The story begins with a new busload of recruits coming to the training facility (with some of the dorkiest superhuman names I’ve ever seen): Hardball, Cloud 9, Trauma, MVP, and Komodo. They are later joined by a few others like the Eric O’Grady version of Ant-Man (Irredeemable Ant-Man), Thor Girl, and Ultra Girl, as well as the cast of the New Warriors, though none of them are given much time to develop. Our first team is our central focus, though much of the focus is also on the training facility’s instructors: Gauntlet, Hank Pym (Yellowjacket), War Machine, Henry Gyrich, Baron Von Blitzschlag, and later Taskmaster.

avengers initiative #4For me this was a ton of mostly new characters that I had to adapt to, and Dan Slott does a decent job making me care about them. Hardball and Komodo develop an adorable teenage romance, Trauma is trained by temporary instructor Dani Moonstar (depowered and coming from New X-Men) to become a healer and therapist rather than a frontline fighter, and Cloud 9 is given the wide-eyed uncertainty that makes her the most relatable in this whole mess.

In the very first issue MVP is killed by Armory, a woman with an alien gun that washes out of the program. Trauma is able to shapechange into your deepest fears (making him a Boggart from Harry Potter). When he turns into a giant spider she freaks out and starts firing everywhere, and MVP saves Cloud 9 but takes a shot in the head. His death and subsequent cloning go from mysterious side plot to action-packed main plot in the second volume.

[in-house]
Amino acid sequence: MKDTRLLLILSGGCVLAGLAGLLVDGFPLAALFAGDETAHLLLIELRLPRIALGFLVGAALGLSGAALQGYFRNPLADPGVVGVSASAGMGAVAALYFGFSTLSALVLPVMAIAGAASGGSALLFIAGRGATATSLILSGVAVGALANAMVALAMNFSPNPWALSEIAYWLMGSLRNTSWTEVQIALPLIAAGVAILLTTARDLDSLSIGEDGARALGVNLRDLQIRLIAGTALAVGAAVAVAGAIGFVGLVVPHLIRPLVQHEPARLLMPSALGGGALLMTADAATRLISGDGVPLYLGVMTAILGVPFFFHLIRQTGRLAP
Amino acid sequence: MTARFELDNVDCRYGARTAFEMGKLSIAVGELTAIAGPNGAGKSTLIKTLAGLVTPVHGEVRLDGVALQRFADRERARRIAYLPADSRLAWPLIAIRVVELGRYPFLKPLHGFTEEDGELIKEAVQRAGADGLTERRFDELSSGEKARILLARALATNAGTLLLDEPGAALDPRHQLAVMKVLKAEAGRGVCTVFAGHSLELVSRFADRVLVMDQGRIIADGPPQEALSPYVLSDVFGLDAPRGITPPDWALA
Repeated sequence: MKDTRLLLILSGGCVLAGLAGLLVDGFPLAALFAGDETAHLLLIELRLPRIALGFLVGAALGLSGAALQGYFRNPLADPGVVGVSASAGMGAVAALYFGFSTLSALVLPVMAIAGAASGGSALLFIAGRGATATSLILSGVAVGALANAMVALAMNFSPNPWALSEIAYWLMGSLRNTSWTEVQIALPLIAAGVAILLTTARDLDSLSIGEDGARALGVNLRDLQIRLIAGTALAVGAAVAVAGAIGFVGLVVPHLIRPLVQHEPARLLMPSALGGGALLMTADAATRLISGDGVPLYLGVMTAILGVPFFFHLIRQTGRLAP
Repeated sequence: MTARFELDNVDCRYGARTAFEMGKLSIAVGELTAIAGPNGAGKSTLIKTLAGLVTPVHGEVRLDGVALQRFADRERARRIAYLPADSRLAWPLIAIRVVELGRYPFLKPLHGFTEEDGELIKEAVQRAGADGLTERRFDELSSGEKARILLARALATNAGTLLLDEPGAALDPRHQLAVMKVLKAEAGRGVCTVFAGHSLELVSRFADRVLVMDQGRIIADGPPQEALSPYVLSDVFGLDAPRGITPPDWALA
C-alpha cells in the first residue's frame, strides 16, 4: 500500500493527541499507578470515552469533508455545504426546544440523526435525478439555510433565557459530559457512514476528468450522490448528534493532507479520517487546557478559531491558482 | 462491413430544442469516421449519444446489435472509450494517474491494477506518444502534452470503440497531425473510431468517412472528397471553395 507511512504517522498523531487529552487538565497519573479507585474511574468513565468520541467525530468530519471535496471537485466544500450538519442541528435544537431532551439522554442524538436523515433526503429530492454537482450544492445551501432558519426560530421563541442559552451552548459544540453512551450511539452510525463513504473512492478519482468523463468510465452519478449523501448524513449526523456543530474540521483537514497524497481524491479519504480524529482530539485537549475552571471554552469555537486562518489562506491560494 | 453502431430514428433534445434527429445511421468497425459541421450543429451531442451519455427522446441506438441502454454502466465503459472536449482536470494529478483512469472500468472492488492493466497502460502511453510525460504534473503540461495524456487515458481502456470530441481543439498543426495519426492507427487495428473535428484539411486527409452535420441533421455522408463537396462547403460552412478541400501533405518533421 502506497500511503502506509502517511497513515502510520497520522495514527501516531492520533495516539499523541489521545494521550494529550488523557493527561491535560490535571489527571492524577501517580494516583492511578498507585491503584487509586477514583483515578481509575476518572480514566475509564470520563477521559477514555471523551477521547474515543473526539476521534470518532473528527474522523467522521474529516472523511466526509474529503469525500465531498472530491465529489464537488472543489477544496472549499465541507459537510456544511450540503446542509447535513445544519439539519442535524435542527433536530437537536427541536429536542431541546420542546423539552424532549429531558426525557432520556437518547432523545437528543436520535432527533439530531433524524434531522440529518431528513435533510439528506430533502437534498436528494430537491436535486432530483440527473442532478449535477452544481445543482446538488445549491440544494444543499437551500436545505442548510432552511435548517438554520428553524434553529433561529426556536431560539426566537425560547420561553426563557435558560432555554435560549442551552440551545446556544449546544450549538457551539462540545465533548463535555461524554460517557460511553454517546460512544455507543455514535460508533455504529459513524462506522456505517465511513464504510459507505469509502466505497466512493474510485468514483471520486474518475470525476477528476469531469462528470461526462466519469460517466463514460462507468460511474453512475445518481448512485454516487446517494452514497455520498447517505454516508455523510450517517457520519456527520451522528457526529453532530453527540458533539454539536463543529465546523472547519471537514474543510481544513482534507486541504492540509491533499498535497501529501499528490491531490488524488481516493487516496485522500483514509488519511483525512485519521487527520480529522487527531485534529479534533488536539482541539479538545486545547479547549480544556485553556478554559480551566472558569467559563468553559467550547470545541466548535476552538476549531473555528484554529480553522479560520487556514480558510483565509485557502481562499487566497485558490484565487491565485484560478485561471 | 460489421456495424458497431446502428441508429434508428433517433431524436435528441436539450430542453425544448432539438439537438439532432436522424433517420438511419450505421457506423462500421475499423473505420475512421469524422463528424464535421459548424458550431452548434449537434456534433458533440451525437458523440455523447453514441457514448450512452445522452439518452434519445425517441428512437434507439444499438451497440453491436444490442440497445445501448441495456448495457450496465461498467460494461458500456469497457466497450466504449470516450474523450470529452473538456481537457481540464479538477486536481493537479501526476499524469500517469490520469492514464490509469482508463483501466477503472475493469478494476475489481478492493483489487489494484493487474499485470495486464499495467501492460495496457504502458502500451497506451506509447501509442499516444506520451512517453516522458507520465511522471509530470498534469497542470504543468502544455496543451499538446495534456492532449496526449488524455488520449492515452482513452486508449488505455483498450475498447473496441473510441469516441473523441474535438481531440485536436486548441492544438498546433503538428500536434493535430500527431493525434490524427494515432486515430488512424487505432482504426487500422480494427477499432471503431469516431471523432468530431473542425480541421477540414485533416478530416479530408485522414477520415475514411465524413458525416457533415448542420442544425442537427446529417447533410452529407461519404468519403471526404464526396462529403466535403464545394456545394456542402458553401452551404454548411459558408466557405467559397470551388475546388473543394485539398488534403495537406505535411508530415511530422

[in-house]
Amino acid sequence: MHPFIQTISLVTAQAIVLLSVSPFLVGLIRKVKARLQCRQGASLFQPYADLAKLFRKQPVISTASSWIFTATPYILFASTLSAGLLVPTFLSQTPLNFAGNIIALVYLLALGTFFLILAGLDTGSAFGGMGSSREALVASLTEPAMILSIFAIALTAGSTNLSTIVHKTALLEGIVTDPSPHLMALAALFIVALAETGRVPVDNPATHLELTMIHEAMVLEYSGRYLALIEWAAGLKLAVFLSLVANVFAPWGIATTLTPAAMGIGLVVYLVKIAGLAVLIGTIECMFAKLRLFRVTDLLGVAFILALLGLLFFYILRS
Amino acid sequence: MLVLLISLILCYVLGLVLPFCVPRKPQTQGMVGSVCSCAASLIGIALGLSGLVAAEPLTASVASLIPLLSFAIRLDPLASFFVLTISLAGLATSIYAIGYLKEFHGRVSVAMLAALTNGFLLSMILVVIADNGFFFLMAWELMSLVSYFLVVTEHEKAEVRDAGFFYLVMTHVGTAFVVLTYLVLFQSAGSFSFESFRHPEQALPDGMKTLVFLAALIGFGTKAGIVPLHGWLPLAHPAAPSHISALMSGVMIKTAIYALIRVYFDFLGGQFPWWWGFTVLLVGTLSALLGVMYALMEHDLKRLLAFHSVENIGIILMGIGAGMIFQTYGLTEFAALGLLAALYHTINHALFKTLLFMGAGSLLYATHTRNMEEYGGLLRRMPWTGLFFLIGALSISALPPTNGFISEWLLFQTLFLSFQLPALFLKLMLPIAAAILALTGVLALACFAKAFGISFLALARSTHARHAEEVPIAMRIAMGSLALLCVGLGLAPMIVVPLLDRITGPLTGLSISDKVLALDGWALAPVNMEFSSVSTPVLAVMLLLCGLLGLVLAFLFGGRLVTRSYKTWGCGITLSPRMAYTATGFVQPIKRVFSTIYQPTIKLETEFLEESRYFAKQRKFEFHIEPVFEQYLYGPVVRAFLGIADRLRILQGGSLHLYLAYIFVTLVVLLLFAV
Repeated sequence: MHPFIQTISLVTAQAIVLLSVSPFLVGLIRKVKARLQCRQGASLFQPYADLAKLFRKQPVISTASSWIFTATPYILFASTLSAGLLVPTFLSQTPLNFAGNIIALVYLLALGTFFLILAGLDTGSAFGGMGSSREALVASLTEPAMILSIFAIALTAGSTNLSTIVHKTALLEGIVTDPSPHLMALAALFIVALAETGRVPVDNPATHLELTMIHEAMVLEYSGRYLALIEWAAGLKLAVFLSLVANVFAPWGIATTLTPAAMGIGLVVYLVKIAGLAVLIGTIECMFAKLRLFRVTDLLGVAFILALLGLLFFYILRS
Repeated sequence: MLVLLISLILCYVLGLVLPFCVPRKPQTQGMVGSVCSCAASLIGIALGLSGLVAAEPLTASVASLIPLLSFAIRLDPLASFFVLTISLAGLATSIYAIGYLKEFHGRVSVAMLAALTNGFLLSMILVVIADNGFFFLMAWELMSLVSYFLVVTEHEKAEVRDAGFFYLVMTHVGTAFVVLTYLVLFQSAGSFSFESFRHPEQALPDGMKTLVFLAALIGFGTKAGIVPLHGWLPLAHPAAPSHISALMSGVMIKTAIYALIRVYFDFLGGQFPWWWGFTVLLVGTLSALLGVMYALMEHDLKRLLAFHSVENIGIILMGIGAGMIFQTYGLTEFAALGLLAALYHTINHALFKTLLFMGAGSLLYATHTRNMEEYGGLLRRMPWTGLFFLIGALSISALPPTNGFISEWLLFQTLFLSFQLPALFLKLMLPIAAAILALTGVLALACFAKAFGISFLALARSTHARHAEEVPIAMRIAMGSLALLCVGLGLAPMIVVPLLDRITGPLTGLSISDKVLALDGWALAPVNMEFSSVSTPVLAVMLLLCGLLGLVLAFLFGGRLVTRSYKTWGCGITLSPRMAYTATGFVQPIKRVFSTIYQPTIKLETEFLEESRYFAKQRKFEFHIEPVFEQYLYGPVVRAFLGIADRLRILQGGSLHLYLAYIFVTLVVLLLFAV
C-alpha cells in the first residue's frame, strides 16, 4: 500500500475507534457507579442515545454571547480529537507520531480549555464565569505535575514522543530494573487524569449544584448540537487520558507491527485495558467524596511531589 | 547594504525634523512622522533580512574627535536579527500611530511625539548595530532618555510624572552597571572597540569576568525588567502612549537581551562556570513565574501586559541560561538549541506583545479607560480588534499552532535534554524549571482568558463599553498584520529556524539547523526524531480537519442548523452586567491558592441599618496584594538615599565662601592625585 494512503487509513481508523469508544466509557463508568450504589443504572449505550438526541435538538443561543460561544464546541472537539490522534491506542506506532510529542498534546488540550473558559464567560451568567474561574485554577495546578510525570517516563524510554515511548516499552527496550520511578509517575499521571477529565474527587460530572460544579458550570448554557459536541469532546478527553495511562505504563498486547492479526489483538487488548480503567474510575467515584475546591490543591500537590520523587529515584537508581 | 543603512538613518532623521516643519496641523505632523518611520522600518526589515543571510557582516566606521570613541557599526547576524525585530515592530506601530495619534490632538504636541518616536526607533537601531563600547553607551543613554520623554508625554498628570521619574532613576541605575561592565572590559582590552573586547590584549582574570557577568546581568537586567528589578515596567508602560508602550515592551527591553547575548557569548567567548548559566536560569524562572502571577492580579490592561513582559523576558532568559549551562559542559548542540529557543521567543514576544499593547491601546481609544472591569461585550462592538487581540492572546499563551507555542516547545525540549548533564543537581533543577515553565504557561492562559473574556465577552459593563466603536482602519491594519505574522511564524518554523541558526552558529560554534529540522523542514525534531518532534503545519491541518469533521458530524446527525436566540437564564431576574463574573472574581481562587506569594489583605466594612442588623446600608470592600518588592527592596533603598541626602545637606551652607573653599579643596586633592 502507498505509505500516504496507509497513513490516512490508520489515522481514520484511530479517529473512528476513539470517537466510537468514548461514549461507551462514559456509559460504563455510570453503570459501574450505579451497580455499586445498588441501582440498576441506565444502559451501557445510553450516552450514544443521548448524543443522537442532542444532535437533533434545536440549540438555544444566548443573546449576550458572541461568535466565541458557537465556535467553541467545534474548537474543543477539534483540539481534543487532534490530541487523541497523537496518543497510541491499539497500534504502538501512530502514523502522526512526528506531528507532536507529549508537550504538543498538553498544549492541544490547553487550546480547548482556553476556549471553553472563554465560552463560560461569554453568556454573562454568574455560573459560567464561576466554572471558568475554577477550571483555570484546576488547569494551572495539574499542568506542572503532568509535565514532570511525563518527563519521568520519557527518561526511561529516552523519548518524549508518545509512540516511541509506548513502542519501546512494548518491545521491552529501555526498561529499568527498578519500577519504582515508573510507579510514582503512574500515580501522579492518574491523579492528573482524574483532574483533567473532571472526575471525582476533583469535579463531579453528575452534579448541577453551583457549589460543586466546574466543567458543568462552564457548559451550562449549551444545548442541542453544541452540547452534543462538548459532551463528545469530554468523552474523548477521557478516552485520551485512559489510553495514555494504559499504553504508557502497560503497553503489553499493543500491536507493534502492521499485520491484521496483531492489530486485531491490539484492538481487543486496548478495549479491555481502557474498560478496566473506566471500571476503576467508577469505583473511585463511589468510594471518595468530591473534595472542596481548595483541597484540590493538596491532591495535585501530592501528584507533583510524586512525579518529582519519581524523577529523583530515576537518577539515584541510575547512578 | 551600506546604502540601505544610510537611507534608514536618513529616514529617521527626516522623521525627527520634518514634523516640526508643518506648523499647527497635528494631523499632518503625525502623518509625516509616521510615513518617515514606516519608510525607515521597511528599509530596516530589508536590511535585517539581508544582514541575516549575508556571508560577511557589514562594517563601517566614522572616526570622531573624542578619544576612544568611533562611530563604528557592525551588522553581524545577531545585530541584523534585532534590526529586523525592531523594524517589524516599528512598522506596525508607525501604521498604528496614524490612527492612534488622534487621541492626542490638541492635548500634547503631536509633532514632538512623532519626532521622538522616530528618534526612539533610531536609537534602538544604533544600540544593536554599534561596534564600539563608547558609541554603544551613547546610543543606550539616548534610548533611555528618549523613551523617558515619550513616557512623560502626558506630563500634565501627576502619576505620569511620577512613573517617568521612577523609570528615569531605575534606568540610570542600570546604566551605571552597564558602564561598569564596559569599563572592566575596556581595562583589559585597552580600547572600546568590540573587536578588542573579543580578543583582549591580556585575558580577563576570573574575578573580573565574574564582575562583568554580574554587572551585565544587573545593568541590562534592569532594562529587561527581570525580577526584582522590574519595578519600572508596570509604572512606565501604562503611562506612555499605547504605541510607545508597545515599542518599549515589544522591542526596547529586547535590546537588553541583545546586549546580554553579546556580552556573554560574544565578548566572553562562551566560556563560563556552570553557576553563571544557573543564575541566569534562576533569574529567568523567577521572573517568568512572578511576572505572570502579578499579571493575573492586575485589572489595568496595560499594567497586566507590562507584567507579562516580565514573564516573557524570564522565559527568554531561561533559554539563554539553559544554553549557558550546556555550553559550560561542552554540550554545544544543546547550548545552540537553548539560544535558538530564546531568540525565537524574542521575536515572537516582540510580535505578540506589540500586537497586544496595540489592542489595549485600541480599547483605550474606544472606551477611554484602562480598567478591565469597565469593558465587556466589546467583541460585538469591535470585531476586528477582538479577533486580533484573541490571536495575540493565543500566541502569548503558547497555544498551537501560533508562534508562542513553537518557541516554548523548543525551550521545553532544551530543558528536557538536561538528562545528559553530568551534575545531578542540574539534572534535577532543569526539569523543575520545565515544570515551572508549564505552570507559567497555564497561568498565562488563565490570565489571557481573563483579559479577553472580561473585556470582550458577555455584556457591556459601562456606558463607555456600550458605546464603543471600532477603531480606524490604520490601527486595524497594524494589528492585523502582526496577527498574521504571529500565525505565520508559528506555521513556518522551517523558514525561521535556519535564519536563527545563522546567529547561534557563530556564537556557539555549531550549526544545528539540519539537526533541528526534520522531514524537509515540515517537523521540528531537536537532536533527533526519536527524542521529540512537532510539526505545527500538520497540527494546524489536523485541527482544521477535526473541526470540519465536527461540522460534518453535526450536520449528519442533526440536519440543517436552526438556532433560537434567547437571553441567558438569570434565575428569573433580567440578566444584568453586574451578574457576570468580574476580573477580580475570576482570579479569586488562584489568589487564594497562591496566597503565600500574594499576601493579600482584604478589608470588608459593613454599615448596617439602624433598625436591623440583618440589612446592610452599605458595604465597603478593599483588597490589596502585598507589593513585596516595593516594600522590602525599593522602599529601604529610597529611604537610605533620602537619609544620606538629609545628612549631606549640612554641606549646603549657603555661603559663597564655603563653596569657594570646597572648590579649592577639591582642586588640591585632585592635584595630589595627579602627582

The first volume, “Basic Training,” is mostly concerned with introducing our characters, the facility, and how the Initiative works to capture registered heroes like Spider-Man (they fail) and fight bad guys like Hydra (they win). Issue #4 suddenly ties in with World War Hulk – one of the few ongoing series to do so, and it’s actually a lot of fun. Most of the original Initiative team is sent to help clear the streets, but they get a bit high and mighty and decide to take on the Hulk and his alien buddies, which doesn’t end well.

In Issue #5 we’re introduced to the Shadow Initiative, Henry Gyrich’s personal hit squad that doesn’t exist in any records – consisting of Constrictor, Bengal, Trauma, Mutant Zero, and the Scarlet Spiders. None of them are really given any time to develop (and barely introduced) but it still manages to be a really fun issue, ending with Trauma trying to harness Hulk’s fears into various forms (Abomination, Juggernaut, Bruce Banner). It doesn’t go well, and Trauma is hospitalized for several issues. Don’t mess with Hulk.

avengers initiative #9The second volume picks up with the dead MVP thread that had been effectively layered in earlier. Cloud 9 and former instructor and New Warrior Justice had seen that he was alive and well back at home, and it’s revealed that the triplet Scarlet Spiders are also all clones. MVP is described as the Ubermensch, the perfect human who doesn’t have any actual superpowers, so he’s cloned recklessly by Blitzschlag. Eventually this leads to Pym and Blitzschlag outfitting a newly cloned MVP with Armory’s old tactigon alien weapon that they’d surgically removed. Problem is the weapon is semi-sentient, and drives the new clone insane. The newly created villain calls himself KIA (clever) and goes on a murderous rampage, putting the entire facility under attack.